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​203 E. Glendale St. 
  P.O. Box 1374  
Dillon, MT 59725
 406-683-2735  
 (Cell) 334-332-3222 
We do hope if you are just visiting online that you will introduce yourself via our 'contact us' tab below; and if you are in Dillon--please stop by and meet us in person. If you are looking for a church home we hope you will join us for worship this Sunday at 10 am.  We are located at 203 East Glendale Street, Dillon, MT  59725.

Father Wells makes home and hospital visits on Tuesday each week.  Please let him know if you, a family member, or friend would like such a visit.

Conversation Day with Father Wells is on Thursday, 9:00 am to 2:00 pm.  Want to talk?  Call or text him at (334) 332-3222 to set up a time.
​St. James Mission Statement:
We at St. James Parish believe that we are Christ's own, and that our reason for existence is to follow his commandments to love
God and to love our neighbor as ourselves.
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Reverend Dr. Wells Warren  "Father Wells"
Saint James Episcopal Church
"It's orthodox Christianity," said the Rev. Dr. John Wells Warren.  "It's based on a 500 year tradition of liturgy... really that way of worship that's found in the Book of Common Prayer," Wells said about the Episcopal faith.  "It's traditional Christianity set in a more formal framework," Wells said.  "The focus of our worship is more on the sacraments of our church rather than on the sermons given by the preacher."  The seven sacraments are:  baptism; Eucharist, which is another name for Holy Communion;  marriage;  confirmation, the way an adult joins the church;  ordination, the way a person is ordained a minister;  reconciliation, or private confession;  and unction, which are prayers for the sick.  Unction can also be known as last rites, which are prayers for the dying.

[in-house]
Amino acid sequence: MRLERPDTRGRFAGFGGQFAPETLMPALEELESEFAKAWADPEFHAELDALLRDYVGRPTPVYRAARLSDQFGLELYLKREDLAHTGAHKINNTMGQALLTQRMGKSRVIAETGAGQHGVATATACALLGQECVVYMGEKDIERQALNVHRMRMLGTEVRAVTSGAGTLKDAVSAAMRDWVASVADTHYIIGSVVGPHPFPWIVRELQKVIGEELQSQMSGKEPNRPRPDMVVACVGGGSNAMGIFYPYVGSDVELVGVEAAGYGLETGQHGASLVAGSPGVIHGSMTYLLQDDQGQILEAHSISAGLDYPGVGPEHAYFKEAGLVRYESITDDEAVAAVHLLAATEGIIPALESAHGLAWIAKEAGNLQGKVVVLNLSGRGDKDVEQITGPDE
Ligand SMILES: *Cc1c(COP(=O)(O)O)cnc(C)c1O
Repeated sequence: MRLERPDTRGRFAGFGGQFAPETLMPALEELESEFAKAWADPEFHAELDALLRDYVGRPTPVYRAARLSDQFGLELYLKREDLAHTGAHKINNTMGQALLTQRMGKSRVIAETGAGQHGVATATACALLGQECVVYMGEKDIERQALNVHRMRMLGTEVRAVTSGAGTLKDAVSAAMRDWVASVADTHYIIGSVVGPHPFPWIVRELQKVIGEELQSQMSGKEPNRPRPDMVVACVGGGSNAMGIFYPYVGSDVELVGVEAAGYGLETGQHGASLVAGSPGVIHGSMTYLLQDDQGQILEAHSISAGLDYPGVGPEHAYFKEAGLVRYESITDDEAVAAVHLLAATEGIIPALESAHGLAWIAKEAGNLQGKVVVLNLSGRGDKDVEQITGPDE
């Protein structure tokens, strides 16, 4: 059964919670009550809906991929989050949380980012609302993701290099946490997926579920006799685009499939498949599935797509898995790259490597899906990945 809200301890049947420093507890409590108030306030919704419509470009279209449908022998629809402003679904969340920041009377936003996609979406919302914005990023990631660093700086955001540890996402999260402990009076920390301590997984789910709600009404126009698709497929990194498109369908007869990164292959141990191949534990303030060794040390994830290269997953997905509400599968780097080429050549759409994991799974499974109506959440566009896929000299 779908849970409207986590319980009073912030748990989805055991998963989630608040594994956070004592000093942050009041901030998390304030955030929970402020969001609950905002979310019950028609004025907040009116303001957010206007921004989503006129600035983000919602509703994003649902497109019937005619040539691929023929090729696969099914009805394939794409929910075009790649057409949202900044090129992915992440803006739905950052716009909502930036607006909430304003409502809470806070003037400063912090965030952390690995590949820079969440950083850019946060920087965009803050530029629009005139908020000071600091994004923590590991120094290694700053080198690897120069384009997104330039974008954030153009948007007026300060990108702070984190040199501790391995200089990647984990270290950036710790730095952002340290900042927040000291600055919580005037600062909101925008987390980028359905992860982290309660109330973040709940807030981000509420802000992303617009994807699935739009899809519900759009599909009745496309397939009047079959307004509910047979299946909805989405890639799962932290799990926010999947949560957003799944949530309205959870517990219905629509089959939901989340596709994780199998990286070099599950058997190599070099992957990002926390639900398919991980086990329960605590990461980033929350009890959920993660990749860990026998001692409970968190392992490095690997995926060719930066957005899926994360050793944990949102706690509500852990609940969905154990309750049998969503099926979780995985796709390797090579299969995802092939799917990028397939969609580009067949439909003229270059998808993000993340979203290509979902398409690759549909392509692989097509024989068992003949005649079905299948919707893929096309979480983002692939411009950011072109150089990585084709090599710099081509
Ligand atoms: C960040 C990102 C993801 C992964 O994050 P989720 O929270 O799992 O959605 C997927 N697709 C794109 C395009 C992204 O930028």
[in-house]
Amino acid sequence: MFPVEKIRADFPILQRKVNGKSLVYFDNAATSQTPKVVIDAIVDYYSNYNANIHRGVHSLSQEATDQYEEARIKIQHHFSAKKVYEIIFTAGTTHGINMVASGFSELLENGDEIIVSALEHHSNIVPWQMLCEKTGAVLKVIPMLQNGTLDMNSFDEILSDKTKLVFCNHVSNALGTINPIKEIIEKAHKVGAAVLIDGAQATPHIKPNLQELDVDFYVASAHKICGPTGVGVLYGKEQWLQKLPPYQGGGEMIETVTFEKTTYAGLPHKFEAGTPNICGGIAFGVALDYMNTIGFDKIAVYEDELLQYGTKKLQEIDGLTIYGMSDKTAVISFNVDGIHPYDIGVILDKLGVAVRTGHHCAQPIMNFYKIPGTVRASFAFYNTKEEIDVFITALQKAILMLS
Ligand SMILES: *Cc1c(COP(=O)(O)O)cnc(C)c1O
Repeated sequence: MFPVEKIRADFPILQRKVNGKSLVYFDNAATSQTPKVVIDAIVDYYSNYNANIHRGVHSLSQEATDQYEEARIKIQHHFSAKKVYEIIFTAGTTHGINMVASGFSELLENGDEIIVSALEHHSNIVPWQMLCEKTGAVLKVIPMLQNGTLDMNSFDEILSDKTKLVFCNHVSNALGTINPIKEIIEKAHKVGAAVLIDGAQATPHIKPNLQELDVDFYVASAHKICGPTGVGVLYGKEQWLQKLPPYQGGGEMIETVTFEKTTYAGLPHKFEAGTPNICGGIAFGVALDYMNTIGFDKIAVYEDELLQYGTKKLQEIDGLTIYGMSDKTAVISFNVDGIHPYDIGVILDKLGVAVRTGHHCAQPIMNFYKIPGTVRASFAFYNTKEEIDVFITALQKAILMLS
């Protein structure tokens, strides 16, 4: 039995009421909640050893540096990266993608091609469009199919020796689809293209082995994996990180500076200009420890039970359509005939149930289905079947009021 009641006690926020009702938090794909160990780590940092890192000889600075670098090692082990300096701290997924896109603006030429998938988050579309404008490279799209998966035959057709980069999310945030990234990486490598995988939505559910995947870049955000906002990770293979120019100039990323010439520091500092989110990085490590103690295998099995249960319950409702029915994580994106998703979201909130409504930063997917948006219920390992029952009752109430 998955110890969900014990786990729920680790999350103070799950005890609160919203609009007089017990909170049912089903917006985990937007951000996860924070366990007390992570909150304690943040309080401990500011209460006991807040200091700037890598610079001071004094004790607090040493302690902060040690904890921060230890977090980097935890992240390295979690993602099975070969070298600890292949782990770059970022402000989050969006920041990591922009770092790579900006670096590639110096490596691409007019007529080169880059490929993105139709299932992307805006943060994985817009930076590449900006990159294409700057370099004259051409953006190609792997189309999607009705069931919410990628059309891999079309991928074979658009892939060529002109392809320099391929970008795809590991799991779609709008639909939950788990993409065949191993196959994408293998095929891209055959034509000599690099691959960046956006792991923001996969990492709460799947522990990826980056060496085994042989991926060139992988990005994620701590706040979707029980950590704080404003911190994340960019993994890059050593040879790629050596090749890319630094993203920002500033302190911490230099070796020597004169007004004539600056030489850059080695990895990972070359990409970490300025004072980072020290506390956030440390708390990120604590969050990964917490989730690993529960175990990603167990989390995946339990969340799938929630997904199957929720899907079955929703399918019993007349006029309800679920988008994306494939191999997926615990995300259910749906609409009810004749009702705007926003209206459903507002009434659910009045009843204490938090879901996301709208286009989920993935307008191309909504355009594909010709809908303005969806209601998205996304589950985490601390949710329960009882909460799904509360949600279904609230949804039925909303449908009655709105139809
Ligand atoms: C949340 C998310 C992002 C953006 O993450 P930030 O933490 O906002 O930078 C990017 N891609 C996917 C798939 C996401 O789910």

Anglican priests view of the way that spiritual knowledge should be sought differs from some religions.  "Scripture is the first source of knowledge and understanding and wisdom, but so is the tradition of the church," said Wells.  "There is a third in our (Episcopalian) way, that we call reason.  It's really your intellectual ability, the experiences of your life," said Wells.  "So you make an important decision based on scripture, tradition and reason.  People come to different conclusions;  well-meaning sincere Christian people come to a different result, perhaps, about a social issue or a theological issue."

There really is something special about the Eucharist church.  It seems to be more tolerant than others.  According to Rev. Wells, there is a saying in the Eucharist church:  "There is a wideness in God's mercy and a wideness in the episcopal church."  It means there are a lot of ways at looking at important issues,' he said.  "There's a willingness to withhold judgment on another person's opinion.  In our baptismal covenant, we say, 'Will you respect the dignity of every human being? and I think that has to do with this idea of wideness and tolerance and withholding judgment."